Skip to content


Pfluger Opening Statement in Terrorism and Cryptocurrency Hearing

June 9, 2022

Pfluger Opening Statement in Terrorism and Cryptocurrency Hearing

WASHTINGTON, DC – Rep. August Pfluger (R-TX), Ranking Member of the Intelligence and Counterterrorism Subcommittee, delivered the following opening statement in a subcommittee hearing entitled, “Terrorism and Cryptocurrency: Industry Perspectives.”

Ranking Member Pfluger’s Opening Statement (as prepared for delivery)

Thank you, Madam Chair. I appreciate you holding this hearing today and would like to thank our witnesses from Chainalysis, the Blockchain Association, and Coinbase. I look forward to a productive conversation on innovative solutions that we can use to safeguard against terrorists and other adversaries use of crypto as a tool to evade the rule of law.

The battle against terrorist financing and illicit activity is not a new one, but the creation of cryptocurrency has introduced additional complications to that fight. Cryptocurrency can provide security and anonymity in financial transactions, making it an alluring tool for nefarious actors. Chainalysis reported that in 2021, illicit addresses received $14 billion through cryptocurrency – an all-time high. Between ransomware payments, the darknet market, sanctions evasion, and terrorism financing, we are combatting bad actors from multiple angles.

Congress is notorious for being one step behind when it comes to new technologies, but we cannot afford to play catch-up when it comes to any of these issues. That is why we are meeting with industry leaders today – to understand the full scope of the challenges and find innovative solutions that will close the small, but profitable gap in cryptocurrency that is being used for illicit activity. At the end of this hearing, I hope to understand what we should expect going forward – what trends are we seeing in terms of terrorist use of cryptocurrency and how can we crack down on the billion-dollar profits nefarious actors are making from illicit cyber activity.

Given the global threat picture, we also cannot overlook the foreign nation states who are attempting to use crypto as a way to line their own pockets – essentially evading sanctions. I’d like to hear more from the panel about Iranian efforts to utilize crypto mining and understand what the outlook is for Russian’s use of similar methods. What steps are being taken in the private sector to ensure that crypto isn’t a back door to America’s use of soft power at a time when sanctions enforcement is an important tool to our foreign policy.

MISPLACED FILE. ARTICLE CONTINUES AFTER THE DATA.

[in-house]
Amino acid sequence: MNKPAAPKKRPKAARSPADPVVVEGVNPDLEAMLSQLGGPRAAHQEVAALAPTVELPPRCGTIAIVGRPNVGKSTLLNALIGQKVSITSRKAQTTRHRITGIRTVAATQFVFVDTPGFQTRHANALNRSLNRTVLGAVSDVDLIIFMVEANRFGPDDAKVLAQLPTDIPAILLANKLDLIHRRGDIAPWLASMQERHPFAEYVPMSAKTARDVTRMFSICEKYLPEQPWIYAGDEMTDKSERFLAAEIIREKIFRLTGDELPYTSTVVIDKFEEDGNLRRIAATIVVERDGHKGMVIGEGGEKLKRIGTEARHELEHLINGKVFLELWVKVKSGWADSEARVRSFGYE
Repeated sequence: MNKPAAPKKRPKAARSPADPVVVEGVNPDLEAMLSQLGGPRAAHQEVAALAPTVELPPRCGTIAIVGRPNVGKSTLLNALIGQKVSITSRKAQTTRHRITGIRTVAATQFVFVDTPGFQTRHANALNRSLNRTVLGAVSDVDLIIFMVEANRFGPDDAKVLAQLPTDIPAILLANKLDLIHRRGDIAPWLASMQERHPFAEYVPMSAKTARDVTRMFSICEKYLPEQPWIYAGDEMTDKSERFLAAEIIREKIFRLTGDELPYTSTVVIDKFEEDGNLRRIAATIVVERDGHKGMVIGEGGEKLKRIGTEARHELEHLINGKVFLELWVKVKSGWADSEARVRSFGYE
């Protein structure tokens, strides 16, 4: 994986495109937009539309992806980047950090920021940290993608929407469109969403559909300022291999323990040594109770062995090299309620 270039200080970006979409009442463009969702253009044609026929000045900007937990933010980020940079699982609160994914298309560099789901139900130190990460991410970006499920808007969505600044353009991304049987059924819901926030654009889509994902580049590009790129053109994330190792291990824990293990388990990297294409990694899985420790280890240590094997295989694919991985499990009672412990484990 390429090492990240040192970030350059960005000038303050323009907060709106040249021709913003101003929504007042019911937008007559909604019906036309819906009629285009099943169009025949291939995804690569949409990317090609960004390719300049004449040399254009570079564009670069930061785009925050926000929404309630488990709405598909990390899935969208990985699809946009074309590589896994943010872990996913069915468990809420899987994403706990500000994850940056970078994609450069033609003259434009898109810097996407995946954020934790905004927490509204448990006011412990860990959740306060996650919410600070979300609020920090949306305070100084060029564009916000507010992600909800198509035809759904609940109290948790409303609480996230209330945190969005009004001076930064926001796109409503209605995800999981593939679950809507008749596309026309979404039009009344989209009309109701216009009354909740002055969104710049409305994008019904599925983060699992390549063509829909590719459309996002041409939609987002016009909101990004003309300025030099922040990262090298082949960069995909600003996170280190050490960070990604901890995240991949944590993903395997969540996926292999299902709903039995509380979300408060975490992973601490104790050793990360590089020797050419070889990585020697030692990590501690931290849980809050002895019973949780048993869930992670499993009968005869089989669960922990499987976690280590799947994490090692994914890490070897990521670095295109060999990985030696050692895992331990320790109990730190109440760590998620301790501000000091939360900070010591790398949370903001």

With that said, it is imperative that we remember – regulation should not be implemented hastily. As legislators it’s incumbent upon us to protect our constituents and the American way of life while supporting private sector growth and the U.S. economy. We must pursue the least burdensome path while ensuring the nation’s safety and security.

I look forward to our discussion today and hope that this Committee can support the public- private partnerships necessary to combat terrorist and other illicit financing via cryptocurrency. Our witnesses are not only leaders in the private sector, but they also have government backgrounds that will give them the experience to craft common sense reforms with our committee. This is a new frontier for the security of our homeland, and it is vital that we are working hand in glove to understand the threat and mitigate against it.

I thank our witnesses for appearing before the subcommittee today, and I look forward to a robust conversation. Madame Chairwoman, I yield back the balance of my time.